Ridley Scott Believes This Is The Most Important Thing When It Comes To Directing

Ridley Scott didn't make his first feature until he was 40, but the now 85-year-old filmmaker has more than made up for lost time. He's currently shooting his 28th movie, "Napoleon," and has a development slate full of projects angling to be number 29. Stanley Kubrick could only muster 13 films over roughly the same period of time (a chunk of which was dedicated to an unmade Napoleon biopic), but his relentless perfectionism spared him the undercooked likes of "Someone to Watch Over Me" and "A Good Year."

Even when Scott (rarely) misses, there's still much to savor in terms of craft. When it comes to packing the frame with visual stimuli, he has few equals (e.g. Spielberg, Scorsese, and Martel) and no superiors. Be it widescreen or flat, every frame is a marvel. His commercial-directing background clearly taught him the value of vividness. From the chestburster splattering blood all over the Nostromo's sterile white dining quarters in "Alien" to Jean desperately driving his dagger down Jacques' gasping maw in "The Last Duel," Scott's images leave an indelible imprint.

How does he keep performing at such a level when most people are retired or, you know, dead?

Ridley Scott and the Boy Scouts want you to be prepared

In an interview with The Guardian prior to the release of his hugely underrated "Alien: Covenant," Scott emphasized planning and decisiveness: 

"It's fatal to turn up on set and say, 'What are we going to do?' Fatal to discuss where the cameras are going to go. You cannot do that. That's where it comes unhinged."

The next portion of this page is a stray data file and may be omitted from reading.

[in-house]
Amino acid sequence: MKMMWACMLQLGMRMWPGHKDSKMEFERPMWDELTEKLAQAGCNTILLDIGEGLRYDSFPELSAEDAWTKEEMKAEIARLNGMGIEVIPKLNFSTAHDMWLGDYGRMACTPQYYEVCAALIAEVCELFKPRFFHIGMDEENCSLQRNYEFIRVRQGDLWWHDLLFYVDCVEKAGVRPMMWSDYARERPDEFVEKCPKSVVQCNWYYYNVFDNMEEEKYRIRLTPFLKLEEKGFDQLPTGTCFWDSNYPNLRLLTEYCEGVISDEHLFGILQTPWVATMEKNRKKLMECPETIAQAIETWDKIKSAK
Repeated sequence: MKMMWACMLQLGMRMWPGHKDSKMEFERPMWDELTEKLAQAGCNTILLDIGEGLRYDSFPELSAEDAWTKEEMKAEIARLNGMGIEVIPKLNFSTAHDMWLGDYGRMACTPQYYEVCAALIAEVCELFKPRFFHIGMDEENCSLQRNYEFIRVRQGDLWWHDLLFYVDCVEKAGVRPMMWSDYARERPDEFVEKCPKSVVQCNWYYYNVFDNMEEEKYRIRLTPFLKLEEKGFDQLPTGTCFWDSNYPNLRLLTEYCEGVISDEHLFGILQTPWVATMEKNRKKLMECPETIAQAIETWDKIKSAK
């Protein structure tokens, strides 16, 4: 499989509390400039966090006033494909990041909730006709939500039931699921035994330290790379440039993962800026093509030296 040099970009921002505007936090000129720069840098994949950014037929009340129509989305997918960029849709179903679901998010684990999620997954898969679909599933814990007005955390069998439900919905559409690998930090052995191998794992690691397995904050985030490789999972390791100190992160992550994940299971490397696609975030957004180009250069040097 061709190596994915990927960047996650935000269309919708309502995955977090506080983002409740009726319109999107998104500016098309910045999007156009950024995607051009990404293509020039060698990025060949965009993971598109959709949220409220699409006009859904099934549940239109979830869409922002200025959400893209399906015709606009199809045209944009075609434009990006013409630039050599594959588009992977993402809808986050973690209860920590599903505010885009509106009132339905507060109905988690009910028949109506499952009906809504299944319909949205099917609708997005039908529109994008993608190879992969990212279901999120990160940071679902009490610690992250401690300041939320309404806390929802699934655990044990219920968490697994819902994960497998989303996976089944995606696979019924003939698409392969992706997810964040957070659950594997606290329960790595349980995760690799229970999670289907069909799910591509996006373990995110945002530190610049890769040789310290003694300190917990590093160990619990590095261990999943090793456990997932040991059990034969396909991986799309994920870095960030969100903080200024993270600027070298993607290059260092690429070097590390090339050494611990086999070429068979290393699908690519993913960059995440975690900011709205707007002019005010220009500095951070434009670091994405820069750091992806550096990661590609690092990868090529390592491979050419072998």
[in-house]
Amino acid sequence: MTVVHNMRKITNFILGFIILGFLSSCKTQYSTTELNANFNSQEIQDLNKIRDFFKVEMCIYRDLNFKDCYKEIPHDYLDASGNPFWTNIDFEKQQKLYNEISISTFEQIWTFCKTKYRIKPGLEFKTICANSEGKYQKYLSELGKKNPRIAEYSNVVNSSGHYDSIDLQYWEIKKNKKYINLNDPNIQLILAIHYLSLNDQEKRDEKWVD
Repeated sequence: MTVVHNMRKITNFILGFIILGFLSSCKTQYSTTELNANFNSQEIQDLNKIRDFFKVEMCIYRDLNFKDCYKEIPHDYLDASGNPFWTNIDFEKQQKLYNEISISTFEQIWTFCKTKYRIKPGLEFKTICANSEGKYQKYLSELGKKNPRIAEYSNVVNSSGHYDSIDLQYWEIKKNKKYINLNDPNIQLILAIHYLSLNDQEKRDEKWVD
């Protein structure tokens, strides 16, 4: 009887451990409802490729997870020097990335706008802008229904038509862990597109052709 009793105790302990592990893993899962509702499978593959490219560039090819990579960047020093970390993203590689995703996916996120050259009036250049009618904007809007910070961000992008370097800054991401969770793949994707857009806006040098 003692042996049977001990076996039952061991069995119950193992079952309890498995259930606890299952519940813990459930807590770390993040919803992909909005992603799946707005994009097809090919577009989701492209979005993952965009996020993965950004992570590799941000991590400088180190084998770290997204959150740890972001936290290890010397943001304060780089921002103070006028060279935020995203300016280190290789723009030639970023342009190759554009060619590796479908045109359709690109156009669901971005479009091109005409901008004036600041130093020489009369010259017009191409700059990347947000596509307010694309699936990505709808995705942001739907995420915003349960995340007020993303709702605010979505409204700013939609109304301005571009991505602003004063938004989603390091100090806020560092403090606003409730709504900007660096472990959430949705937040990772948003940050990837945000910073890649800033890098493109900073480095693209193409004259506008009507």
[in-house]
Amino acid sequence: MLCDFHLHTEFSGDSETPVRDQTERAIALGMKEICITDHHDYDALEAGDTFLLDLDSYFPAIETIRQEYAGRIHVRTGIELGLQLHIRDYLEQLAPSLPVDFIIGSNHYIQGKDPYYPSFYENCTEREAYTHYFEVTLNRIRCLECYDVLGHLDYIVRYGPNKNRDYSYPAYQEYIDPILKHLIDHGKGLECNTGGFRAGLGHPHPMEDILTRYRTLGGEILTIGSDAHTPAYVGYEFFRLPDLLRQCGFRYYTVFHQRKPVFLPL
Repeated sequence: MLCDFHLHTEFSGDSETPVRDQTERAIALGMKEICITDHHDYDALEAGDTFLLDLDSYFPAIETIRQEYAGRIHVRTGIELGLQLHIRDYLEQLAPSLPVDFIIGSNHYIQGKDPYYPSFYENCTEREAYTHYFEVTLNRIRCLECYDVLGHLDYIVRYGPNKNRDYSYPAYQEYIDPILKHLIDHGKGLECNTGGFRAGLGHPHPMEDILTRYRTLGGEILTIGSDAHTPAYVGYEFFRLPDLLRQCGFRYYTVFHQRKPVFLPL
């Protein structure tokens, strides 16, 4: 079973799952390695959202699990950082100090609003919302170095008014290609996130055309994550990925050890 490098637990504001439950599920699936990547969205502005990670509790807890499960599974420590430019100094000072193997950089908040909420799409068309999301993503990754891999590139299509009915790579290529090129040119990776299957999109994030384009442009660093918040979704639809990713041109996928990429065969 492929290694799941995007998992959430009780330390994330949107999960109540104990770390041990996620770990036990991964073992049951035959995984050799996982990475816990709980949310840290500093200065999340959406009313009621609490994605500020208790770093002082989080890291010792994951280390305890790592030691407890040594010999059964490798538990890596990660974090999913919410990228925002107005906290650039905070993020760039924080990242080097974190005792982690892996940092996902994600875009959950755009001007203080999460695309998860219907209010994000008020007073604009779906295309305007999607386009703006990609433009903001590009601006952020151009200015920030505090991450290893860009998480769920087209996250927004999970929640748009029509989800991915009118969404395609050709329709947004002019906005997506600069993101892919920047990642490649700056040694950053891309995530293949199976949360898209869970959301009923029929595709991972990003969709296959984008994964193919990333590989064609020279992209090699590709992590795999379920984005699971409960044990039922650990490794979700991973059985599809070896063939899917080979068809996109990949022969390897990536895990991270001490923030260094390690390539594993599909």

This preparedness, which allows Scott to bring his decidedly inexpensive films on time and under budget, has likely kept him out of director jail: 

"A film like 'Alien: Covenant' would normally be 100 days; we did it in 74. We made it for $111 million, as opposed to $180 million or $260 million. It's insane the amount of money spent. When you're spending $250 million on a movie, you should have been fired a year ago."

Scott likens his creative process to that of a painter: 

"You walk in the room in the morning, where you spent all day yesterday by yourself. You stare at the canvas and you go: 'Bloody hell, I hate it.' Painting is all about what you did yesterday, how you're going to recorrect it, improve it, or go: 'Holy s***, I got it.'" 

This isn't the creative paralysis of preciousness, but rather the cold, hard practice of being your harshest critic. At Scott's age, you only get here and stay here if you surround yourself with collaborators who aren't afraid to challenge you. Scott may not lack for self-confidence, but he doesn't get high on the scent of his own flatulence. He holds himself accountable.

Killing the right darlings

You could argue that Scott has survived box office failures that would've ended most people's careers (most notably "Blade Runner"), but good luck finding the filmmaker with the innate visual talent to put those images on the screen. Scott is the painter who ever looks forward, which can be dangerous, too. When given the opportunity to revisit "Alien," he "streamlined" the film, thus robbing the classic of its delectable slow build and killing the suspense of several unforgettable set pieces, like Brett's fatal attempt to lure Jonesy the cat out of hiding. There's also the time he buckled under studio pressure and cut 50 minutes out of his masterful "Kingdom of Heaven." That was a mistake.

Most filmmakers will never be in a position to excise an hour from a starless, $130 million Crusades epic. They will, however, always have the opportunity to make the most of a low-budget opportunity. Compromise is inevitable, which is why preparation is key. Follow Ridley Scott's example. The better you know your movie, the more likely you are to kill the right darlings. Just don't go darling-hunting 30 years later, especially if you've made the arguably the greatest sci-fi/horror flick of all time.